It is anticipated, always, the Christmas tree will hug the same corner or claim pride of place in the same window as it has from the beginning. Those ornaments that survived generations of small, clumsy fingers will once again find their way onto the tree. The wreaths and garlands will adorn again the mantel and the front door, and the oven will spill its delectable aromas into the air. As time marches forward, the holiday home remains blissfully, blessedly unchanged.
In the joy and anticipation of loved ones coming back together, however, it may just be that little attention is directed towards the safety precautions that are particularly relevant to that “most wonderful time of the year.” The list of holiday safety considerations is another that needs to be checked twice.
Fire safety is more important than ever from November through January, as fireplaces complement the cozy ambiance of dens and living rooms, Christmas trees sparkle with lights, and candles emit their cheery flames and spritely scents. What better time to replace the batteries in the smoke detectors and double check the condition of cords and wires?
At the same time, if children are part of the holiday mix. When aren’t they? Make certain that unused electrical receptacles sport outlet plugs to discourage unintended science experiments. Resist, always, overloading any outlet with too many extension cords. And, yes, do ascertain that the fire extinguisher is both accessible and operable. Fire safety experts recommend replacing residential fire extinguishers after 12 years.
Fall safety is critical as well, as furnishings are shifted to make room for extra people, “children’s tables,” and the all-important Christmas tree. Ensure that traffic areas and staircases remain clutter free and well illuminated. Spare not the shovel or the salt if winter weather comes to call. Mop up any tracked-in moisture or spills as they happen.
Food safety is commonly overlooked when preparing holiday foods. Do not place confidence in the bird’s “pop-up” button to indicate the turkey is adequately cooked. Use a reliable meat thermometer, inserted into the breast, thigh, and wing, to ensure that the internal temperature has reached at least 165 degrees. For the safest dressing, eschew stuffing, baking the savory holiday treat in a casserole dish instead.
Remember your family pets, and ensure that well-meaning guests don’t “treat” them with dangerous foods. Chocolate, grapes/raisins, garlic, onions, walnuts and xylitol sweetener can be fatal to household pets. Beware, as well, fruit seeds or pits that pose both toxic and choking hazards.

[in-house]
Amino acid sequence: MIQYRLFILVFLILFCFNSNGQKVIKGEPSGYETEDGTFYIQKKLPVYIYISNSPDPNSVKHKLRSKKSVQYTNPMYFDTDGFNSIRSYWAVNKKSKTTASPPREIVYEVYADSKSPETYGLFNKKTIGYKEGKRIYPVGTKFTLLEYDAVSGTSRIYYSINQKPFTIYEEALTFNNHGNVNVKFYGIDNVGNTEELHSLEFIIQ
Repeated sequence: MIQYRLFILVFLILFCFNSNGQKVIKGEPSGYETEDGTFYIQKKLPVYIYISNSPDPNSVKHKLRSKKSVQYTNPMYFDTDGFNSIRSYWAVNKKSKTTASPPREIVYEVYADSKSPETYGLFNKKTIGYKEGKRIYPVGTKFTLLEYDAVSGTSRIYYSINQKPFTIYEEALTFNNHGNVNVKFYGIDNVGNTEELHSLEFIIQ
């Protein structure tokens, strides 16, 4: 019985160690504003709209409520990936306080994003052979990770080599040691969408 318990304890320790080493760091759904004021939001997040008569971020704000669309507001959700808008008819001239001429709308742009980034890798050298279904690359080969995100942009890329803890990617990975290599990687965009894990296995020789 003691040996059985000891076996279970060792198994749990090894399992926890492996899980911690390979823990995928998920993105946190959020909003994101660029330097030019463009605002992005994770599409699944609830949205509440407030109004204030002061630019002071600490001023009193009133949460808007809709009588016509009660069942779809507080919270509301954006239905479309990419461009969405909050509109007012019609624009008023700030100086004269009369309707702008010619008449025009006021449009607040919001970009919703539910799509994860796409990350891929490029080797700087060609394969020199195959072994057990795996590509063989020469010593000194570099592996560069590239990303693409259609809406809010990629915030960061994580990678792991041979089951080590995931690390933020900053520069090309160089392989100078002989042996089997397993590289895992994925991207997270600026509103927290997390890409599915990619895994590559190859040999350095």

Poison safety is yet another important consideration within the walls of your holiday home. Decorative plants and other items look colorful and inviting to children and animals but ingestion can lead to serious, and sometimes lethal, health outcomes.
Christmas flora are often mentioned in relation to seasonal poisonings – and rightly so.
Both holly and mistletoe and all of their parts - leaves, berries, stems – are highly toxic to humans and animals. Depending on the degree of ingestion, consuming either could prove fatal. The poinsettia is known to be “mildly” toxic to people and pets, but consumption most certainly causes vomiting, diarrhea and skin irritation. Use of any of these plants for decorative purposes should be confined to locations out of the reach of young children and animals.
Lead poisoning also poses a holiday poisoning risk. Festive gatherings often mean breaking out the fancy serving pieces, such as the leaded crystal. Lead oxide is used in the glass-making process to create the beautiful crystalline effects and to enhance shine. Acidic and heated beverages and foodstuffs can leach lead toxins, so the pretty crystal should be used for ornamental purposes only.
Artificial Christmas trees and Christmas light strands may have some lead content, as lead serves as a flame retardant. For this reason, adults should adorn the tree, while children are offered other decorating duties. Cookie decorating, anyone?
At holidays and every day, keep the poison center’s number on your cellphone and your refrigerator door: 800-222-1222.
UT Extension provides a gateway to the University of Tennessee as the outreach unit of the Institute of Agriculture. With an office in every Tennessee county, UT Extension delivers educational programs and research-based information to citizens throughout the state and provides equal opportunities in all programming and employment. In cooperation with Tennessee State University, UT Extension works with farmers, families, youth and communities to improve lives by addressing problems and issues at the local, state and national levels.
For more information on this or other family and consumer-sciences programs contact Shelly Barnes at 615-444-9584 or firstname.lastname@example.org. Barnes is an Extension agent for the University of Tennessee Extension in Wilson County.